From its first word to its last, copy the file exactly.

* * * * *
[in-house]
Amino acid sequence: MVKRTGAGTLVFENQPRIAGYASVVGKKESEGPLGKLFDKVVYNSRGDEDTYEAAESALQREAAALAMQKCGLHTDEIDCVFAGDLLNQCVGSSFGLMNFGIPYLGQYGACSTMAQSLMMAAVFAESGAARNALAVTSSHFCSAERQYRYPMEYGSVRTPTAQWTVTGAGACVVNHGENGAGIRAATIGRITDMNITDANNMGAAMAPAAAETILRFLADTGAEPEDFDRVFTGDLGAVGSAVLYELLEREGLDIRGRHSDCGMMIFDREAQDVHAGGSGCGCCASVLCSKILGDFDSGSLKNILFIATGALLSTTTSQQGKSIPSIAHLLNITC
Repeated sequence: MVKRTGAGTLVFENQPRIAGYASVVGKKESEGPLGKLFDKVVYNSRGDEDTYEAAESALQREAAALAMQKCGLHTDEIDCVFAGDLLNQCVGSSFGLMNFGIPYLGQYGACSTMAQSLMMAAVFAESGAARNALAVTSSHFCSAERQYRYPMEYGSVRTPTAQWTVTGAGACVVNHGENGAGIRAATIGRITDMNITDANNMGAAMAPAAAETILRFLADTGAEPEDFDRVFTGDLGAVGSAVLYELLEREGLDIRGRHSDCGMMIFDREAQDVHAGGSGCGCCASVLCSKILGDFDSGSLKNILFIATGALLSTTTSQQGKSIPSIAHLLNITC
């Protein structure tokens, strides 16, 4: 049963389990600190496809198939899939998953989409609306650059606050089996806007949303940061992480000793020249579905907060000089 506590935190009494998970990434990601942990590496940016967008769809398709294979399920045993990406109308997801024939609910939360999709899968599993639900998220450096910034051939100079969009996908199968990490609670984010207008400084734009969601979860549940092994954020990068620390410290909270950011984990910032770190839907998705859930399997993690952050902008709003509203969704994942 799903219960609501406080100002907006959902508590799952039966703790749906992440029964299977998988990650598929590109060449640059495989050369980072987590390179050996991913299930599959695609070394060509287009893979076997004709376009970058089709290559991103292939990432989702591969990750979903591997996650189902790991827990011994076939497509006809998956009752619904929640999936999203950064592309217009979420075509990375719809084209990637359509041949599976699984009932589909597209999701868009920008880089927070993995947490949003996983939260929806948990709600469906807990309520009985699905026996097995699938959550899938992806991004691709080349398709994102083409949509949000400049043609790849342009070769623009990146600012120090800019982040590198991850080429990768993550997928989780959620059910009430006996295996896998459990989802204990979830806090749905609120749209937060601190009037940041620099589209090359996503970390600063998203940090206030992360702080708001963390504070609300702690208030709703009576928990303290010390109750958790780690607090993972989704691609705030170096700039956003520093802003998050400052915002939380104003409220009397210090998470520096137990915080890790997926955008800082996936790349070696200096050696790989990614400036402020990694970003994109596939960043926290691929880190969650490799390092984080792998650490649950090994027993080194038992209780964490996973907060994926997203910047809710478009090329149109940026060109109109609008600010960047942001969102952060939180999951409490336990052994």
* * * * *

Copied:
[in-house]
Amino acid sequence: MVKRTGAGTLVFENQPRIAGYASVVGKKESEGPLGKLFDKVVYNSRGDEDTYEAAESALQREAAALAMQKCGLHTDEIDCVFAGDLLNQCVGSSFGLMNFGIPYLGQYGACSTMAQSLMMAAVFAESGAARNALAVTSSHFCSAERQYRYPMEYGSVRTPTAQWTVTGAGACVVNHGENGAGIRAATIGRITDMNITDANNMGAAMAPAAAETILRFLADTGAEPEDFDRVFTGDLGAVGSAVLYELLEREGLDIRGRHSDCGMMIFDREAQDVHAGGSGCGCCASVLCSKILGDFDSGSLKNILFIATGALLSTTTSQQGKSIPSIAHLLNITC
Repeated sequence: MVKRTGAGTLVFENQPRIAGYASVVGKKESEGPLGKLFDKVVYNSRGDEDTYEAAESALQREAAALAMQKCGLHTDEIDCVFAGDLLNQCVGSSFGLMNFGIPYLGQYGACSTMAQSLMMAAVFAESGAARNALAVTSSHFCSAERQYRYPMEYGSVRTPTAQWTVTGAGACVVNHGENGAGIRAATIGRITDMNITDANNMGAAMAPAAAETILRFLADTGAEPEDFDRVFTGDLGAVGSAVLYELLEREGLDIRGRHSDCGMMIFDREAQDVHAGGSGCGCCASVLCSKILGDFDSGSLKNILFIATGALLSTTTSQQGKSIPSIAHLLNITC
């Protein structure tokens, strides 16, 4: 049963389990600190496809198939899939998953989409609306650059606050089996806007949303940061992480000793020249579905907060000089 506590935190009494998970990434990601942990590496940016967008769809398709294979399920045993990406109308997801024939609910939360999709899968599993639900998220450096910034051939100079969009996908199968990490609670984010207008400084734009969601979860549940092994954020990068620390410290909270950011984990910032770190839907998705859930399997993690952050902008709003509203969704994942 799903219960609501406080100002907006959902508590799952039966703790749906992440029964299977998988990650598929590109060449640059495989050369980072987590390179050996991913299930599959695609070394060509287009893979076997004709376009970058089709290559991103292939990432989702591969990750979903591997996650189902790991827990011994076939497509006809998956009752619904929640999936999203950064592309217009979420075509990375719809084209990637359509041949599976699984009932589909597209999701868009920008880089927070993995947490949003996983939260929806948990709600469906807990309520009985699905026996097995699938959550899938992806991004691709080349398709994102083409949509949000400049043609790849342009070769623009990146600012120090800019982040590198991850080429990768993550997928989780959620059910009430006996295996896998459990989802204990979830806090749905609120749209937060601190009037940041620099589209090359996503970390600063998203940090206030992360702080708001963390504070609300702690208030709703009576928990303290010390109750958790780690607090993972989704691609705030170096700039956003520093802003998050400052915002939380104003409220009397210090998470520096137990915080890790997926955008800082996936790349070696200096050696790989990614400036402020990694970003994109596939960043926290691929880190969650490799390092984080792998650490649950090994027993080194038992209780964490996973907060994926997203910047809710478009090329149109940026060109109109609008600010960047942001969102952060939180999951409490336990052994």